The need for a dedicated unit to tackle fungal disease in Africa

The major burden of serious invasive fungal infection is borne by low and middle income countries, particularly in sub-Saharan Africa, where around 50% of people diagnosed with invasive fungal infections die as a result of the infection.

To address this issue, the Universities of Exeter and Cape Town (UCT) have joined forces to create the world’s first international research centre for tackling fungal infections; the AFGrica Unit, which opened in Cape Town in August 2017. The University of Exeter AFGrica Unit, directed by Professor Gordon Brown, is based at UCT’s Institute of Infectious Disease and Molecular Medicine, headed by Professor Valerie Mizrahi, and will give our experts a centre of operations in Africa where they can work in collaboration with UCT experts to establish research programmes that can target the priority areas in fungal diseases that are relevant to the African continent.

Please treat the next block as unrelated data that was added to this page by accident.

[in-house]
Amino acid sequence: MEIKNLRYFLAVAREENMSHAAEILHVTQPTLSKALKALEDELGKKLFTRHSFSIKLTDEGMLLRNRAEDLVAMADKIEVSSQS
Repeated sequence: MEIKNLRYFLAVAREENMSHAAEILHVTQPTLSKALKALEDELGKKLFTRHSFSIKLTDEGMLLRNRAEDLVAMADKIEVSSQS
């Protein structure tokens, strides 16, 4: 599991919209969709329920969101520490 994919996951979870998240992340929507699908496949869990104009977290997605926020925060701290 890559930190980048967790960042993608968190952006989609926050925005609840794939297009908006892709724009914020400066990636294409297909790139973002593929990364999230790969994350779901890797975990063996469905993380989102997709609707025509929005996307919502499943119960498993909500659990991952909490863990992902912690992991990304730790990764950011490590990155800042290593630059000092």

Dr J. Claire Hoving is a Wellcome Trust Intermediate Fellow in Public Health and Tropical Medicine and Senior Lecturer in the Division of Immunology, whose research aims at understanding host immune responses to HIV-related fungal infections. As an Associate Member of the Institute of Infectious Disease and Molecular Medicine and a contributing investigator of the Wellcome Centre for Infectious Diseases Research in Africa, her current major focus is understanding the immune response to Pneumocystis jirovecii, which is a common cause of pneumonia and death in patients with HIV/AIDS in Africa and which is estimated to kill over 250 000 worldwide every year.

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Dr Rachael Dangarembizi is an early career neuroscientist in the Department of Human Biology and the Neuroscience Institute at the University of Cape Town whose main research interest is neuroimmune responses to fungal infections. Her current research focusses on the inflammatory response to Cryptococcus neoformans infection in the brain. 

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